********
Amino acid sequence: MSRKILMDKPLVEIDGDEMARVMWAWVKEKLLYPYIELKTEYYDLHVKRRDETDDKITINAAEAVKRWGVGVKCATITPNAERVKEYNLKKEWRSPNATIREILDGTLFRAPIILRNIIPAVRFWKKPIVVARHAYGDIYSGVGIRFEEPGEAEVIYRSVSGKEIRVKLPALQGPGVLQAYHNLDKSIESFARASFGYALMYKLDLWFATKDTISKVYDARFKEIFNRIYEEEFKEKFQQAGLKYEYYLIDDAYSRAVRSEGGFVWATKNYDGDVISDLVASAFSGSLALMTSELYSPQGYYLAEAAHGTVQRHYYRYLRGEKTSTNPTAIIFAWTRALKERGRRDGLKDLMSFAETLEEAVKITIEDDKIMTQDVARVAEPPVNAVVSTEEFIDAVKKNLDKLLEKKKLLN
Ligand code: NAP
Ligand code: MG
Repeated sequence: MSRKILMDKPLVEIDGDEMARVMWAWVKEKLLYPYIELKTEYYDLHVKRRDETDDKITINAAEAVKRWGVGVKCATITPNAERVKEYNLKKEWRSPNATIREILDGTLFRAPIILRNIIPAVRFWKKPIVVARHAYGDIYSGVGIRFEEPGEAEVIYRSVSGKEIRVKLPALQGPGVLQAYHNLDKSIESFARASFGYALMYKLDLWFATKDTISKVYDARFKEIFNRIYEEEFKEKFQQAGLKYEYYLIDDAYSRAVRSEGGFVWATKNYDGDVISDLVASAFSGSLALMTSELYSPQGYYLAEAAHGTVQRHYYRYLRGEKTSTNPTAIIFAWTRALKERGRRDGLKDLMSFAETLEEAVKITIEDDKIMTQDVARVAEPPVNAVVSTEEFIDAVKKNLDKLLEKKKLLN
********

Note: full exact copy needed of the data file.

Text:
Amino acid sequence: MSRKILMDKPLVEIDGDEMARVMWAWVKEKLLYPYIELKTEYYDLHVKRRDETDDKITINAAEAVKRWGVGVKCATITPNAERVKEYNLKKEWRSPNATIREILDGTLFRAPIILRNIIPAVRFWKKPIVVARHAYGDIYSGVGIRFEEPGEAEVIYRSVSGKEIRVKLPALQGPGVLQAYHNLDKSIESFARASFGYALMYKLDLWFATKDTISKVYDARFKEIFNRIYEEEFKEKFQQAGLKYEYYLIDDAYSRAVRSEGGFVWATKNYDGDVISDLVASAFSGSLALMTSELYSPQGYYLAEAAHGTVQRHYYRYLRGEKTSTNPTAIIFAWTRALKERGRRDGLKDLMSFAETLEEAVKITIEDDKIMTQDVARVAEPPVNAVVSTEEFIDAVKKNLDKLLEKKKLLN
Ligand code: NAP
Ligand code: MG
Repeated sequence: MSRKILMDKPLVEIDGDEMARVMWAWVKEKLLYPYIELKTEYYDLHVKRRDETDDKITINAAEAVKRWGVGVKCATITPNAERVKEYNLKKEWRSPNATIREILDGTLFRAPIILRNIIPAVRFWKKPIVVARHAYGDIYSGVGIRFEEPGEAEVIYRSVSGKEIRVKLPALQGPGVLQAYHNLDKSIESFARASFGYALMYKLDLWFATKDTISKVYDARFKEIFNRIYEEEFKEKFQQAGLKYEYYLIDDAYSRAVRSEGGFVWATKNYDGDVISDLVASAFSGSLALMTSELYSPQGYYLAEAAHGTVQRHYYRYLRGEKTSTNPTAIIFAWTRALKERGRRDGLKDLMSFAETLEEAVKITIEDDKIMTQDVARVAEPPVNAVVSTEEFIDAVKKNLDKLLEKKKLLN